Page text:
One of the hardest parts of potty training is getting your dog to let you know when he needs to go out. Imagine how nice it would be if your dog could come to you and tell you in plain English that he wants to go outside and take care of business. Of course, he can't exactly walk up to you and say, "Hey dude! I gotta go outside." But at the same time, there is no reason why he can't be trained to let you know in another way that he needs to pee.
The good news is that there are several different ways you can use to train your pup to "ask" you to take him outside. We all know how hard it can be sometimes to tell that our four-legged friends are trying to let us know he needs to go out before he ends up making a mess. This could be because some dogs are better at telling you of their needs than others.
Of course, it could be that your dog is already trying to tell you, but you simply aren't getting the clue. It is possible that you just don't understand his efforts. There are several signs he might already be using such as standing by the door, whining, growling, or wagging his tail. He might also start pacing, sniffing at things like furniture legs, or scratching at the door.
The goal is to teach him a specific method of letting you know that he needs to go out and take care of his business. Of course, if you see any of the above-listed signs, you should probably go ahead and take him out as quickly as possible. It could be that he is trying to train you to recognize the fact that he needs to go out.
Before you start trying to train your pup to let you know he needs to go outside, he needs to have been potty trained at least to the point at which you can take him out every couple of hours or so and he will use the bathroom instead of making a mess in the house. There are a few things you may need as part of your training program, including:
The only other things you need are plenty of time and patience. Your dog will appreciate you being patient as he learns this new skill and so will you when you no longer have so many messes to clean up.
Ruby was adopted a week ago and is very shy and timid. She does not play with toys, is scared to go out front on walks. She knows to go outside to the bathroom (but has had a few accidents) but she does not bark or do anything to let us know she needs to go, we just take her as often as possible. How can I get her to let us know she needs to go, if she doesn't bark or play with toys yet to train those ways? Also, how can I get her less scared of the world to get her to go on walks and exercise her?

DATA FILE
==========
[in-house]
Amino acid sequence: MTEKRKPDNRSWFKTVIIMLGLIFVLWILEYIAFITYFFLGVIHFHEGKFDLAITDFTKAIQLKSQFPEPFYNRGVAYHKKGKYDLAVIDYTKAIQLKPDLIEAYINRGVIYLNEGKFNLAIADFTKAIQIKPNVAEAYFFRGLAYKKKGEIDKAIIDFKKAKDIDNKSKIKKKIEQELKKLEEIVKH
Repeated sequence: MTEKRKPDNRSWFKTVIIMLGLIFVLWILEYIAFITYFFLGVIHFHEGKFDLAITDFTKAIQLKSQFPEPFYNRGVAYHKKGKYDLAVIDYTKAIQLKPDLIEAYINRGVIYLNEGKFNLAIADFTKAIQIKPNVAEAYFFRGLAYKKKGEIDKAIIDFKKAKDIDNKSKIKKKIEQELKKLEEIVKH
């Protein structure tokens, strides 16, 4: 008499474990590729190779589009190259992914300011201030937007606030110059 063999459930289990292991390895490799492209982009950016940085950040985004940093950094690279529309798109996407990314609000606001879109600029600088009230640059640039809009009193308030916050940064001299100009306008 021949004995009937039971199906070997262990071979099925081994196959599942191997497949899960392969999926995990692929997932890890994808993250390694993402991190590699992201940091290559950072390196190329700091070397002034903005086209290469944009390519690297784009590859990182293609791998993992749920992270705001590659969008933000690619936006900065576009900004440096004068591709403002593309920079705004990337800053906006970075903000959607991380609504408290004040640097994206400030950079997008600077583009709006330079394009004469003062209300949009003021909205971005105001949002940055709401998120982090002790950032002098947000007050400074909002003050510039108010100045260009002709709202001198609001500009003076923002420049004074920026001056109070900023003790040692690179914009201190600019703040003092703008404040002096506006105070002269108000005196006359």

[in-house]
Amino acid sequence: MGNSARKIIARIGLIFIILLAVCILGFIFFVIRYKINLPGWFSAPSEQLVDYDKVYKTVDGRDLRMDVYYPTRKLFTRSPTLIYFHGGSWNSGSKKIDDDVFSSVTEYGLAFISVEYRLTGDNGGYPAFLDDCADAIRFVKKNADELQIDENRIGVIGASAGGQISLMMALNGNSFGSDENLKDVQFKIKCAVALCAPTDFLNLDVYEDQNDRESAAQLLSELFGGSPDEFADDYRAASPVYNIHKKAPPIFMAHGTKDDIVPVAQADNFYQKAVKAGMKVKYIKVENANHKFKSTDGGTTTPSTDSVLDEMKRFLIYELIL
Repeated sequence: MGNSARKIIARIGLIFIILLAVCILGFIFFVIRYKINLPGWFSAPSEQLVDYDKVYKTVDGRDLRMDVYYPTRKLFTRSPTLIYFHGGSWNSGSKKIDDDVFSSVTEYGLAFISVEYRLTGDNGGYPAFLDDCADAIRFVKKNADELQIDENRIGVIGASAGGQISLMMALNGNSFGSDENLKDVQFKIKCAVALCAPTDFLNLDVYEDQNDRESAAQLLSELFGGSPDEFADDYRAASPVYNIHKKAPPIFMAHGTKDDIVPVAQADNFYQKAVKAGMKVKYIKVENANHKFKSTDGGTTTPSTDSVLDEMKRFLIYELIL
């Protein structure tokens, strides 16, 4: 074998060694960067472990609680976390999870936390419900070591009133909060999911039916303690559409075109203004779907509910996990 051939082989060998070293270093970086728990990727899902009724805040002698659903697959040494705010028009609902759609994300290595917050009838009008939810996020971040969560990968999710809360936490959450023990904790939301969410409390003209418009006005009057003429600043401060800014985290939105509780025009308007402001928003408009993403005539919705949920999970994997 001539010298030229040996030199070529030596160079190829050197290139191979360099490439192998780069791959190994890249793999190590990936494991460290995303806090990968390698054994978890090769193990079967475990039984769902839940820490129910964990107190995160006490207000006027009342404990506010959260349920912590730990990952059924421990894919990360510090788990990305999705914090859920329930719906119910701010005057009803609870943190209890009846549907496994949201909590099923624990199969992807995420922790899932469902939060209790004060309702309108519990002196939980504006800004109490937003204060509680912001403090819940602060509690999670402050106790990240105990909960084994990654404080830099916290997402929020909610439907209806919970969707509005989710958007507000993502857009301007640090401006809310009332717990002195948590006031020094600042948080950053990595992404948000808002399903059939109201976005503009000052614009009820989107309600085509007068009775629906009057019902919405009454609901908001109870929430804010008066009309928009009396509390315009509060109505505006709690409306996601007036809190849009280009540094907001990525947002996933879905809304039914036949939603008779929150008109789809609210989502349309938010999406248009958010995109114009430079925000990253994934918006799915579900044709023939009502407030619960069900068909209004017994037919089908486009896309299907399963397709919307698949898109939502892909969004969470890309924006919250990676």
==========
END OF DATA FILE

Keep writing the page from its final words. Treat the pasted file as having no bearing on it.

Hello, I would hire a trainer to help guide you along this process. It will involve several different things. First, I suggest teaching her to ring a bell when she needs to go potty and rewarding her with treats when she potties outside, to help increase her motivation to go outside - this will be half the solution but probably won't be enough on its own. The Peanut butter (or liver paste or soft cheese instead) method: https://wagwalking.com/training/ring-a-bell-to-go-out Second, she isn't likely to ask to go out right now because outside is scary for her. For her to be motivated to go potty outside she needs to get over her fear of being out there - the two are connected. I suggest spending a lot of time outside doing fun and relaxing, low pressure things with her. Simply sit outside with a book, sprinkle treats in the grass for her to find, practice easy tricks and commands with treats, play any games she likes, and simply spend time out there - whenever she looks at something that could be scary and stays calm or is still thinking about how to react - praise confidently and give a treat. Whenever she looks at something, then looks back at you - give a treat. Whenever she generally does something to relax more, investigate, be friendly, and show good courage - praise confidently and give a treat. Your attitude should be calm, happy, and confident - not soothing, worried, or frustrated (that can be one of the hardest parts to implement honestly as pet parents). For the toys, take things slow. Focus on getting her more familiar with her surroundings, teaching basic commands to build your relationship, and working on a schedule. As she starts to do better teach games and toys using methods like the one from the article below: https://blog.petflow.com/fetch/ Best of luck training, Caitlin Crittenden
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She is doing pretty well with potty training and goes to the door when she needs to go out, but we are trying to get her to start alerting us when she needs to go out as we are allowing her more freedom. My question with the bell method is what does that do for when she is at another house? My mom often watches her when my husband and I are at work and we take her to friends houses - we can't just go bring bells with us everywhere we go. Do you suggest a different method for us?
Hello, since Lilly is doing so well with the bell ringing, I would keep it simple and buy bells to leave at your mom's place. When at friend's places, you will either have to bring bells or be alert to her in case she gives you a look that indicates she needs to go out. Otherwise, you can work on the Leash Method (may not work if she is visiting and does not know where you put the leash) or the Speak Method, which could work just about anywhere: https://wagwalking.com/training/signal-for-potty. All the best!
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Luci is a street dog from spain adopted just of 2 months ago and she cannot get use to letting us know when she wants to do a pee/poo... I would like to know the simpliest way to teach her how to let me know when she wants to go outside please x